Although the benefits of digital technology on sustainability efforts are becoming clearer to some executives, many are still unaware of the specific ways in which enterprise technology can help an organisation achieve its net-zero-energy ambitions – namely by monitoring total emissions and by improving efficiency across the value chain.
But enterprise technology has always enabled organisations in their business and transformations, and it has an outsized role to play in helping organisations meet their carbon-reduction goals in at least three ways.
- Enabling the transition: New applications will be critical to help companies monitor their total greenhouse gas emissions and track their progress towards meeting reduction targets.
- Accelerating the pace of change: By increasing efficiency across a company’s operations as well as its interactions with suppliers, enterprise technology can help reduce emissions across the value chain.
- Rethinking enterprise technology solutions: Finally, the enterprise technology function will need to rethink some of its basic operating principles to reduce the emissions of its own operations.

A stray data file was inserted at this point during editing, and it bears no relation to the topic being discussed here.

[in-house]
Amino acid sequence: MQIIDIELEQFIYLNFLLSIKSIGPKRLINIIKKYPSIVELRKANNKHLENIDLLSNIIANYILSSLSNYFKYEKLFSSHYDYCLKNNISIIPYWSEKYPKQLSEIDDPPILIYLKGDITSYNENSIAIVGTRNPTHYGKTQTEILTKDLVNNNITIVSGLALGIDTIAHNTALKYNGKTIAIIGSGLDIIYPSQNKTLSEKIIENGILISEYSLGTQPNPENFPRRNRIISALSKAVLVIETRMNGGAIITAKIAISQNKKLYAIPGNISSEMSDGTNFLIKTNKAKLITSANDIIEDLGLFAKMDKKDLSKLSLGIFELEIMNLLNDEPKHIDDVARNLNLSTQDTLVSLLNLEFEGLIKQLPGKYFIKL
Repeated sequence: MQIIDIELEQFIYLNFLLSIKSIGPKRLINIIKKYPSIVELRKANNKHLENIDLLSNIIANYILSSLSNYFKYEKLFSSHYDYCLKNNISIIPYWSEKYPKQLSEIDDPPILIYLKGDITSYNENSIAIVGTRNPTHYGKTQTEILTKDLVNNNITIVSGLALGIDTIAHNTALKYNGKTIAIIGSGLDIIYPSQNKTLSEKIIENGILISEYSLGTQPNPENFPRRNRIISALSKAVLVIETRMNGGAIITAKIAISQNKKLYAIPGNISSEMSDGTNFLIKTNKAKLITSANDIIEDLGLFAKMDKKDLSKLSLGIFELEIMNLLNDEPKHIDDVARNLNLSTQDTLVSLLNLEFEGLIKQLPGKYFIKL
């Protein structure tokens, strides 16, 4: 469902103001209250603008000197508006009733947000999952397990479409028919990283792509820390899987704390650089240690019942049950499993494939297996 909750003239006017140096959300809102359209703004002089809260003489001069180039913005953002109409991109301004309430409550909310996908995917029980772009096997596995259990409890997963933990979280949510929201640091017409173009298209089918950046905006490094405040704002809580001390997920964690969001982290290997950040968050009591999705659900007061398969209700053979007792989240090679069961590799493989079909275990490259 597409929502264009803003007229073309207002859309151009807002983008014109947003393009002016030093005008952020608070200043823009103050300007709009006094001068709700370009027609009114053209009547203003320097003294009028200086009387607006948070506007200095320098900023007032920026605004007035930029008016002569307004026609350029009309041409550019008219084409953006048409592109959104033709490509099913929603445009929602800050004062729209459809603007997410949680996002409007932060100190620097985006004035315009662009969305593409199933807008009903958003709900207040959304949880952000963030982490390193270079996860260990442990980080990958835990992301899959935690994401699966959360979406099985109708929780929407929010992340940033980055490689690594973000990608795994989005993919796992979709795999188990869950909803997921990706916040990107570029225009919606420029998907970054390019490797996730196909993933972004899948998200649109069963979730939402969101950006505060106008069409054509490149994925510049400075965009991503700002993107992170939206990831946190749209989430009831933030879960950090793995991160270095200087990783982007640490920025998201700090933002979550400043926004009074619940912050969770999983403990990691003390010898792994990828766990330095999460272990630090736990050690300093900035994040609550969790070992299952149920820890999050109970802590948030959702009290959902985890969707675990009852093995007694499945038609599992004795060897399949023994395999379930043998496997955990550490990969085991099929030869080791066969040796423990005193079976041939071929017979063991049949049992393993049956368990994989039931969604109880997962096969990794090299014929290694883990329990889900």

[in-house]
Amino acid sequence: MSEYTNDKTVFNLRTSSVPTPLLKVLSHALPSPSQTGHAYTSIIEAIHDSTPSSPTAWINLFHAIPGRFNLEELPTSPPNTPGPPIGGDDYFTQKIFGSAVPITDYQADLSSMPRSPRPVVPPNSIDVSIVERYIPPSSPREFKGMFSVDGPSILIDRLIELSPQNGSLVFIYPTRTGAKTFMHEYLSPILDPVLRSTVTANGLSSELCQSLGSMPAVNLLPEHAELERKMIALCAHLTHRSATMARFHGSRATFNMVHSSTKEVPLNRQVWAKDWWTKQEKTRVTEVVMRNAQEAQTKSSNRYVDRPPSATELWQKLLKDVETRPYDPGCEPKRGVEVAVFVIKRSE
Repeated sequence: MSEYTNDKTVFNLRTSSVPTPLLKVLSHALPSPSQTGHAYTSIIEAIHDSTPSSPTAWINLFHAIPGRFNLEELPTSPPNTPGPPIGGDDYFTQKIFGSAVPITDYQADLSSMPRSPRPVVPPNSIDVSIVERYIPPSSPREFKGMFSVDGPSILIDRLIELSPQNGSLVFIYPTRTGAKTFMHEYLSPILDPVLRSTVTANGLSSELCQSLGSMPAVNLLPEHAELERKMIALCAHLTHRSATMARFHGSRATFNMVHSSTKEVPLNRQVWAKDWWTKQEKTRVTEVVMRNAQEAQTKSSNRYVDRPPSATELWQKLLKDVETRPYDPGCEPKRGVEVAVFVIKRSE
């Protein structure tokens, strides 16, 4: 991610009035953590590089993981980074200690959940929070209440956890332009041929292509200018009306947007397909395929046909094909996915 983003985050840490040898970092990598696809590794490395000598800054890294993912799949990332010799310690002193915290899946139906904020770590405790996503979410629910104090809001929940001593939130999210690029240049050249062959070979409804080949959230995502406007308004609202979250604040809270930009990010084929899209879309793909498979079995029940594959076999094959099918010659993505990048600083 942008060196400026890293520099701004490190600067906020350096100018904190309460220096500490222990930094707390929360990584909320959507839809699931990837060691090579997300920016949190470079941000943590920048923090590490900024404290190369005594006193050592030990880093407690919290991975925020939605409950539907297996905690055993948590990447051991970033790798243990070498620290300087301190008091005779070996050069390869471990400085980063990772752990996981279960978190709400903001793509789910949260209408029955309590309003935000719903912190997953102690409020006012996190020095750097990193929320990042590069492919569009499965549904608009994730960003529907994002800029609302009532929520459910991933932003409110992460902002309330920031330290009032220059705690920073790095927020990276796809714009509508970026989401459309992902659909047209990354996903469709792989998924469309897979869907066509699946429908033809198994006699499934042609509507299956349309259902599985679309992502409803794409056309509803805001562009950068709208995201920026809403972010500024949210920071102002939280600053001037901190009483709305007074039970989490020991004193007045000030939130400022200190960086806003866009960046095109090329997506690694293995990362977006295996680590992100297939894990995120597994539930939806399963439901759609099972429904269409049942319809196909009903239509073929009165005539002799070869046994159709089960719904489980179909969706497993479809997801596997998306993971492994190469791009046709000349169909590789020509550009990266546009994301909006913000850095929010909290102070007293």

ENABLING THE TRANSITION: MONITOR EMISSIONS
As with any improvement programme, reducing emissions requires understanding the organisation’s starting point and then measuring progress. Without those insights, executives are flying blind, unable to identify the largest opportunities for improvement, and have little capacity to monitor progress. Increasingly, organisations have a wide variety of options from which to choose for measuring not only emissions but also for meeting environmental, social and corporate governance (ESG) performance goals…
Software as a Service (SaaS) solutions: Many providers of risk management and ESG monitoring software are expanding their capabilities to deliver reports on carbon footprint. The market is still young and fragmented, so organisations have a wide range to choose from, depending on their specific industry and compliance needs.
Bespoke solutions: Some organisations build their own systems to track emissions and other ESG data. This is a natural outgrowth of the way that most organisations start out, tracking and collating their own carbon data. Investing in a robust, custom solution may be the right approach for organisations planning to use this capability for strategic advantage.
Enterprise Resource Planning: Enterprise Resource Planning (ERP) systems, which already have extensive experience with meeting regulatory constraints in certain verticals, are upgrading to monitor and report on carbon emissions. ERP systems already have access to the relevant resources, including data management systems. Organisations can use ERP’s current capabilities as a starting point and then extend it by gathering data from a much more varied data landscape.
Distributed ledgers: Blockchain technologies offer traceability, transparency, security, speed and efficiency – all of which could be used to track carbon emissions within an organisation and across its supply chain. Blockchain ledgers could also be used for tracking rare metals – for example, cobalt used in batteries – or food supply chains.